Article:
As much as I’ve enjoyed running with my feet on the ground, I’m going to continue loving my peace and alone time while I have it.

on the way back in n. 10 mile trail north of Frisco

on the way back in n. 10 mile trail north of Frisco

...and me looking awkward, just for good measure.  By the river on the way up Mt. Yale

…and me looking awkward, just for good measure. By the river on the way up Mt. Yale

Leadville (or, how I moved to the middle of nowhere)

I haven’t posted in a while and it’s because this all happened last December in the two weeks after my last post. Let’s catch up.

So I’m not really sure when it started. The 28 was kind of a catalyst and a game changer that infiltrated my life in a whole bunch of ways, but very slowly so I barely noticed. I had been thinking a fair amount about how frustrating it was to pay this high rent and you’re always broke anyway. The American Dream Cycle: work more to pay more. When it occurred to me that my exorbitant-rent lease was going to be up in January I thought, where do I want to move? I looked at all the areas in Denver. Something centrally located but safe but still reasonably affordable and also decently sized that happens to allow pets…classic city problems. Somehow, my craiglist search suddenly arrived on High Rockies instead of Denver Area. At first, it was just a little light browsing on apartments/housing. Then I was looking at jobs. Then I was scouring rooms/shares and temporary/sublets and all the other housing categories. Then I applied for jobs. Suddenly I was taking my training up to Leadville and incidentally checking out houses. I interviewed for jobs.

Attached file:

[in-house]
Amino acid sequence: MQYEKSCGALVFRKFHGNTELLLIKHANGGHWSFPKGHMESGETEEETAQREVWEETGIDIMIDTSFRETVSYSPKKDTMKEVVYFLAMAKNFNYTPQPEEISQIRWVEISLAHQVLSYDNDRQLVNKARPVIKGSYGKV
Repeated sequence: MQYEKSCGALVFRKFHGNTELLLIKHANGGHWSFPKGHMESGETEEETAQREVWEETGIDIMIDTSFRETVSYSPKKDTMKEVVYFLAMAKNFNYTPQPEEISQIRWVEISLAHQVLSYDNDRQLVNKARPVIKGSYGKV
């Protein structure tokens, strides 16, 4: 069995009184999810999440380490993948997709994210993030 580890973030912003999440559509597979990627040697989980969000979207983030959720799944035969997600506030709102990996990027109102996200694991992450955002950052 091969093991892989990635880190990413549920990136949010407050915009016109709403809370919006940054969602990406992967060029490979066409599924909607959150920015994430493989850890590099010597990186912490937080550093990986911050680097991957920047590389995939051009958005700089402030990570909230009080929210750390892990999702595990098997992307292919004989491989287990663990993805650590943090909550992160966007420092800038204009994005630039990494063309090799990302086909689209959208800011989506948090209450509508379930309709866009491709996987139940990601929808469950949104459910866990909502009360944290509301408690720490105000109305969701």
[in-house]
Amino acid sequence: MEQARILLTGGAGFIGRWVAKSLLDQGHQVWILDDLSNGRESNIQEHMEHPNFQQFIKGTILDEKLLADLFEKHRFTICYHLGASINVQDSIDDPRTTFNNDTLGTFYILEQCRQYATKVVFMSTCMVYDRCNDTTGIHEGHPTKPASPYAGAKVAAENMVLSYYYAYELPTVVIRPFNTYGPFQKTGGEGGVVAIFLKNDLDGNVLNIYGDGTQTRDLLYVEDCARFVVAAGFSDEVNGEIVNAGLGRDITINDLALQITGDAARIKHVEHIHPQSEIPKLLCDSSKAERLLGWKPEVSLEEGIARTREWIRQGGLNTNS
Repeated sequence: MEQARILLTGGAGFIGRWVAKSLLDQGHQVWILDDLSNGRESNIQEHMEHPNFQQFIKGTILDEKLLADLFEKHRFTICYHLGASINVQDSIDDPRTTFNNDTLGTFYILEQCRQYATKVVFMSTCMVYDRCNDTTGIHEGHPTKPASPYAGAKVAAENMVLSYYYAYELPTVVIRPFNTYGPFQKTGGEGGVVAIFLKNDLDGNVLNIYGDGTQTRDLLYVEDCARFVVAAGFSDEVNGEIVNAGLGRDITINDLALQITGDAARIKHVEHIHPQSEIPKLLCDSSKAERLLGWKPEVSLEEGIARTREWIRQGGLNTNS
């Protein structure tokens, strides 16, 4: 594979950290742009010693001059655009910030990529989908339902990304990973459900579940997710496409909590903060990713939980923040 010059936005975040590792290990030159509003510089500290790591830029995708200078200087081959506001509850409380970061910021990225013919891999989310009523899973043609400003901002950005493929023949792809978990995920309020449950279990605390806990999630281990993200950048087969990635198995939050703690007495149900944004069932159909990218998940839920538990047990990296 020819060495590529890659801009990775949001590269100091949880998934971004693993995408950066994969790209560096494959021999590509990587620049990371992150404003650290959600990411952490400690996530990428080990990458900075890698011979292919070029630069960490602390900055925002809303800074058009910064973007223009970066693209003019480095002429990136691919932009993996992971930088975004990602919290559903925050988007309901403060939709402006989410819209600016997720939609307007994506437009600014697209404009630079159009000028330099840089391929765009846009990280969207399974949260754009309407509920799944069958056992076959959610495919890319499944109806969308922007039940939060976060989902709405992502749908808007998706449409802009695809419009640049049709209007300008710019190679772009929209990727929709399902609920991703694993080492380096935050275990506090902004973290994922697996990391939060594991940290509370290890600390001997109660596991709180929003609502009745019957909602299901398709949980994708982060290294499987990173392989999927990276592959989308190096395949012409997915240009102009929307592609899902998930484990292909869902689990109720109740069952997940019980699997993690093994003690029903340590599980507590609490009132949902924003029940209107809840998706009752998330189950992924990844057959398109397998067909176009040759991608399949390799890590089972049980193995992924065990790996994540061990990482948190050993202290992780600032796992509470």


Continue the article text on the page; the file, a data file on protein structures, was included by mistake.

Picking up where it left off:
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The whole thing felt very surreal-like it wasn't actually happening and I wasn't committing to anything and it wasn't crazy at all. [side note: this was exactly how I felt when I got my cats…I have experience with this magical process]

I told my dad on the phone that I was thinking about moving to the mountains on a Friday…and on Monday I accepted a job. A job that I started on Tuesday. That is exactly how fast it went from casually browsing craiglist to REALLY fucking moving to the mountains. All said and done, the whole thing was less than two weeks.

I also thought I'd be going back and forth for a while. Taking my time moving, seeing friends, teaching my classes. But once I started moving to Leadville, I didn't want to leave.

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I’m blocks-BLOCKS!-away from miles of wilderness. Not to mention the two tallest mountains in Colorado.

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Sometimes, on casual dog walks in the woods near the house, you come across large dead animal carcasses.

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Then your roommate goes out to find them and hang them on your shed.

Here in Leadville, we go to bed when it’s too cold (or sometimes just when it’s dark). I was a little worried that when I lost the internet and Netflix, I’d fall back on dvds and spend evenings bingeing on Sex and the City. I didn’t. I do yoga and read Sherlock Holmes. And I spend nearly all the daylight hours snowboarding, running, and snowshoeing.

Here’s what amazed me the most: so now I spend hours upon hours every day wandering around in the wilderness. And the backcountry in winter is especially lovely because with all that snow people see a barrier and leave it alone. There is nowhere more quiet than miles into the national forest when they’re sunk in more than 5ft of snow. So it seems like everywhere you go you’re blazing the trail (and I totally think PIONEERS O PIONEERS even when it’s an established trail that’s covered in snow). But here’s the sweetest thing, when you’re blazing trail, there’s not really a destination. Piles and piles of things go wrong, they slow you down, and eventually you stop expecting to get anywhere at all. You don’t need to. The longer you’re just out there you become an integrated piece of the stillness. It’s perfect freedom. Paradise.